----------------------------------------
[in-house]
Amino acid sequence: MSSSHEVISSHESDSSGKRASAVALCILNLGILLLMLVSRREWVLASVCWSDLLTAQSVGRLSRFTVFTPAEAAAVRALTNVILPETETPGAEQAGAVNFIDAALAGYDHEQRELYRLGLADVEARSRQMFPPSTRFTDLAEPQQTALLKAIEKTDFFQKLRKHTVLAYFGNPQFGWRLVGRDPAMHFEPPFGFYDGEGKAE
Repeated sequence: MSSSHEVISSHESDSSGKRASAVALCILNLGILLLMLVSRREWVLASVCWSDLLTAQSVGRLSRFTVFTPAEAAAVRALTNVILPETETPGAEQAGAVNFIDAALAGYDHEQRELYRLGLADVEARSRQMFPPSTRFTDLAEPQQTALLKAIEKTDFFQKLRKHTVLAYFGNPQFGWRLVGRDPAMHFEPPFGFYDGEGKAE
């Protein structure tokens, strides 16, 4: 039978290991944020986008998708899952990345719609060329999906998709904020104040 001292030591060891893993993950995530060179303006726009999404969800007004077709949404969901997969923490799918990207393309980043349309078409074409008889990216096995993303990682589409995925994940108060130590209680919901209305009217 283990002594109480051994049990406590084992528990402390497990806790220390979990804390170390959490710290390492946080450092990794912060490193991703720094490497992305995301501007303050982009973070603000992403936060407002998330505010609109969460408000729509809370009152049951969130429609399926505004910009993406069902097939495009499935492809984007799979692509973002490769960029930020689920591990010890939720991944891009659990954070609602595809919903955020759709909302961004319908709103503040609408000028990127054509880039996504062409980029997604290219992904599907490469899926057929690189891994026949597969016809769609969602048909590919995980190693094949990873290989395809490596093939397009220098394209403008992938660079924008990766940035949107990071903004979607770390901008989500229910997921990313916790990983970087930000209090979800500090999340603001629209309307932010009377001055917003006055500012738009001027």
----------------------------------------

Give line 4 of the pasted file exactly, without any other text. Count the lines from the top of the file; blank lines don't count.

């Protein structure tokens, strides 16, 4: 039978290991944020986008998708899952990345719609060329999906998709904020104040 001292030591060891893993993950995530060179303006726009999404969800007004077709949404969901997969923490799918990207393309980043349309078409074409008889990216096995993303990682589409995925994940108060130590209680919901209305009217 283990002594109480051994049990406590084992528990402390497990806790220390979990804390170390959490710290390492946080450092990794912060490193991703720094490497992305995301501007303050982009973070603000992403936060407002998330505010609109969460408000729509809370009152049951969130429609399926505004910009993406069902097939495009499935492809984007799979692509973002490769960029930020689920591990010890939720991944891009659990954070609602595809919903955020759709909302961004319908709103503040609408000028990127054509880039996504062409980029997604290219992904599907490469899926057929690189891994026949597969016809769609969602048909590919995980190693094949990873290989395809490596093939397009220098394209403008992938660079924008990766940035949107990071903004979607770390901008989500229910997921990313916790990983970087930000209090979800500090999340603001629209309307932010009377001055917003006055500012738009001027």